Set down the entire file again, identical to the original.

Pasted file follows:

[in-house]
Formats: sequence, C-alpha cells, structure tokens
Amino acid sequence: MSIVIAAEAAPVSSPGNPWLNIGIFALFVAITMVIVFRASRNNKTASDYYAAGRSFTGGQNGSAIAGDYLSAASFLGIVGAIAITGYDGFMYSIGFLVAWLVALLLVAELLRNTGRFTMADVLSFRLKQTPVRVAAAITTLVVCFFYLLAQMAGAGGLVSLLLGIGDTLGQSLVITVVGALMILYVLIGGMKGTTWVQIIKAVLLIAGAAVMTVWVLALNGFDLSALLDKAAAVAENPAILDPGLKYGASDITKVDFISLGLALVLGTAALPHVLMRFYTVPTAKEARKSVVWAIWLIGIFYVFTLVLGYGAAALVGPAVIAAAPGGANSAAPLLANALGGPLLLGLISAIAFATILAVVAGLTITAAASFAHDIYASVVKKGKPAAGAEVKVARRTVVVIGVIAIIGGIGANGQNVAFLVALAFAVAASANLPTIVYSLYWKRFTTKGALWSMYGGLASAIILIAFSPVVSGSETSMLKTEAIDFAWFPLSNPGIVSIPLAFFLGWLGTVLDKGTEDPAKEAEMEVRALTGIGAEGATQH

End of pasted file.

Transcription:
[in-house]
Formats: sequence, C-alpha cells, structure tokens
Amino acid sequence: MSIVIAAEAAPVSSPGNPWLNIGIFALFVAITMVIVFRASRNNKTASDYYAAGRSFTGGQNGSAIAGDYLSAASFLGIVGAIAITGYDGFMYSIGFLVAWLVALLLVAELLRNTGRFTMADVLSFRLKQTPVRVAAAITTLVVCFFYLLAQMAGAGGLVSLLLGIGDTLGQSLVITVVGALMILYVLIGGMKGTTWVQIIKAVLLIAGAAVMTVWVLALNGFDLSALLDKAAAVAENPAILDPGLKYGASDITKVDFISLGLALVLGTAALPHVLMRFYTVPTAKEARKSVVWAIWLIGIFYVFTLVLGYGAAALVGPAVIAAAPGGANSAAPLLANALGGPLLLGLISAIAFATILAVVAGLTITAAASFAHDIYASVVKKGKPAAGAEVKVARRTVVVIGVIAIIGGIGANGQNVAFLVALAFAVAASANLPTIVYSLYWKRFTTKGALWSMYGGLASAIILIAFSPVVSGSETSMLKTEAIDFAWFPLSNPGIVSIPLAFFLGWLGTVLDKGTEDPAKEAEMEVRALTGIGAEGATQH